What is the optimal number of temp workers for our business?

This isn't quite the right size - that is also often the case for employee pools

Businesses which rely on the valuable work of flexible employees (also known as freelancers, self-employed workers, temp staff or on-demand workers) have to not only face the complexity of their staff planning, but also have to deal with another issue: the size of their employee database. In the industry, this issue is well-known: if there are too many employees on file or in the database, too many of them do not get assigned often enough. As a result, they become frustrated and seek other opportunities outside the company. Thus, they are unavailable when the company actually wants to use them again. On the other hand, if the database is too small, it is always the same employees who are invited to work - which can also lead to frustration - and it often takes considerable effort to find enough people to fill all the roles for an assignment. 

Finding a mathematical solution to the dilemma 

How do you get out of this conundrum? The solution is quite simple: just ask your employees how often they would like to work! In principle, the number of assignable hours your employees are willing to work in total should be around the same as the number of assignable hours which you need on average.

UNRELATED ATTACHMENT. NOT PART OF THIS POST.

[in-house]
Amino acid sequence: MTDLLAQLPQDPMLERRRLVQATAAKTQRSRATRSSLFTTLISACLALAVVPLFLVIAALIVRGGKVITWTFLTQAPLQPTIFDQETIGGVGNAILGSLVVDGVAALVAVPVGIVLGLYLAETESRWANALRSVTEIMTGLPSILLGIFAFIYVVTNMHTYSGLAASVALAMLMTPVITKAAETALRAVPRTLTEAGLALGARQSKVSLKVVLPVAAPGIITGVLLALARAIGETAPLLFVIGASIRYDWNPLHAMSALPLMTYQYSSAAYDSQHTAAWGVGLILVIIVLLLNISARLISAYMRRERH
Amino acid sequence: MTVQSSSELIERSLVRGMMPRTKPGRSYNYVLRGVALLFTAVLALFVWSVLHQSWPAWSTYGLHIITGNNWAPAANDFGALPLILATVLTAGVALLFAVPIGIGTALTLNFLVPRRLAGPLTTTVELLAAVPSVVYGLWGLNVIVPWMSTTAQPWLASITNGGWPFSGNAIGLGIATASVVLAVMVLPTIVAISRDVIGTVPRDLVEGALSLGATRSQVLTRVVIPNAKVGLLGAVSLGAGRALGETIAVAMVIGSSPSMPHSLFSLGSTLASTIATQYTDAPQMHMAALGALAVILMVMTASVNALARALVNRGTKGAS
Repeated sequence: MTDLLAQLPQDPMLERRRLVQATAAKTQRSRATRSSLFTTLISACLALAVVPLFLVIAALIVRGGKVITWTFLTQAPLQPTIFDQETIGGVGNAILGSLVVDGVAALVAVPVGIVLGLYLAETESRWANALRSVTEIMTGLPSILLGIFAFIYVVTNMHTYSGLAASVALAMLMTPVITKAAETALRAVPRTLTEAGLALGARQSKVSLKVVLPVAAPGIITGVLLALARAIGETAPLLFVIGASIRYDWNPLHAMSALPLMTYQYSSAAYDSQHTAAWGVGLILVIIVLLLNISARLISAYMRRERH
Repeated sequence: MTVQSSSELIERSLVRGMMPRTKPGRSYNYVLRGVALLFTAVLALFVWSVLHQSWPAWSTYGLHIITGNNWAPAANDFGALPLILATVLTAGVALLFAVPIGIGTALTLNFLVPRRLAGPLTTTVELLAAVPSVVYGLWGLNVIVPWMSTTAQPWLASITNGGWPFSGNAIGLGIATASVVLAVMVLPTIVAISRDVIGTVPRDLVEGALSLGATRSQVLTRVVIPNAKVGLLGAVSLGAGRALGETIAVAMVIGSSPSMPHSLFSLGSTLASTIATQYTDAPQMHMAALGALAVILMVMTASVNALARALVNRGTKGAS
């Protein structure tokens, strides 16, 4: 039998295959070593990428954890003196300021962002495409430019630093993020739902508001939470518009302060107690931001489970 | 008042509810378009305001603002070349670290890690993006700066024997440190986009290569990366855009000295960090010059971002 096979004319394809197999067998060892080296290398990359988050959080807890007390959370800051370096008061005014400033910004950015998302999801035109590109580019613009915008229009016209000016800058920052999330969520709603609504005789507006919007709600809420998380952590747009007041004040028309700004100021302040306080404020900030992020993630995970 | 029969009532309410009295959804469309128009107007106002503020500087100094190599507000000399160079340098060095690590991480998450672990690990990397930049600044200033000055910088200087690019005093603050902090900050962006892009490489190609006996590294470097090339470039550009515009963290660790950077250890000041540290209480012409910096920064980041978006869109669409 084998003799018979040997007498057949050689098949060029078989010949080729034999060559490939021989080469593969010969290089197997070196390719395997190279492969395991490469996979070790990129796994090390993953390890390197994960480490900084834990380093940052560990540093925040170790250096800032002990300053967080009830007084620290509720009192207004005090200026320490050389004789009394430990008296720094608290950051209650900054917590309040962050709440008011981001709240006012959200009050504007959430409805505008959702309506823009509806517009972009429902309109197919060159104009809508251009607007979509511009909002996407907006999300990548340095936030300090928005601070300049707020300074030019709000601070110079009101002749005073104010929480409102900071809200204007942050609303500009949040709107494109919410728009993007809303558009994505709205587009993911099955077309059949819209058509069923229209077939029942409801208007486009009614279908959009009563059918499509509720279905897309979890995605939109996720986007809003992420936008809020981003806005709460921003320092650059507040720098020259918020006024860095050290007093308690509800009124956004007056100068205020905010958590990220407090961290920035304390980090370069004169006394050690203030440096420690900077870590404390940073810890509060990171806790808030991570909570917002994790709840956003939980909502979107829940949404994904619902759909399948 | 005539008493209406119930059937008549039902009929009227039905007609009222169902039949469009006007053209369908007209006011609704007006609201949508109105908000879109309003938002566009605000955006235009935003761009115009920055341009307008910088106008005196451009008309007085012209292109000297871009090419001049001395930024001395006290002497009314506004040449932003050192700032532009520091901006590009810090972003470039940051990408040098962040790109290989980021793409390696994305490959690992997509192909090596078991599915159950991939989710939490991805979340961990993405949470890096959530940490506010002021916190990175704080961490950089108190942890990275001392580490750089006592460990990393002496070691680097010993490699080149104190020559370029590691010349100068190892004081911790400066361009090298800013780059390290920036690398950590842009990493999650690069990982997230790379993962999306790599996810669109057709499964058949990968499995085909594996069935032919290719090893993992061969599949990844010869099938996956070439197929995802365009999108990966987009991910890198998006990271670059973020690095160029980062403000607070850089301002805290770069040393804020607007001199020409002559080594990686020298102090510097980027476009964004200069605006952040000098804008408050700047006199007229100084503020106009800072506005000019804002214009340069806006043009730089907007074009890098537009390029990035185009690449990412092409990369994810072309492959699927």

To illustrate this, let us look at a simple sample calculation. We will assume that the average assignment time in your business is 6 hours. Additionally, you know how often your temp workers would like to be assigned per month (e.g. once, three or six times). You also know how many assignment hours you need per year - e.g. 25,000 hours.  

Let's assume your employees prefer to work as follows: 


Number of Employees with this Preference 

Availability Assignment Hours/Year

6 assignments / month



3 assignments / month



1 assignment / month







This means that with the preferences listed above, you need a pool of around 60 employees (temp workers) to account for your yearly assignment hours. You can now add a security buffer to this sample case and raise the number of employees in your pool to 80. However, if you kept a database with only 30 or more than 100 workers, neither you nor your employees would end up being very happy. In the long run, working with self-employed people is successful as long as you can take their needs into account as well. 

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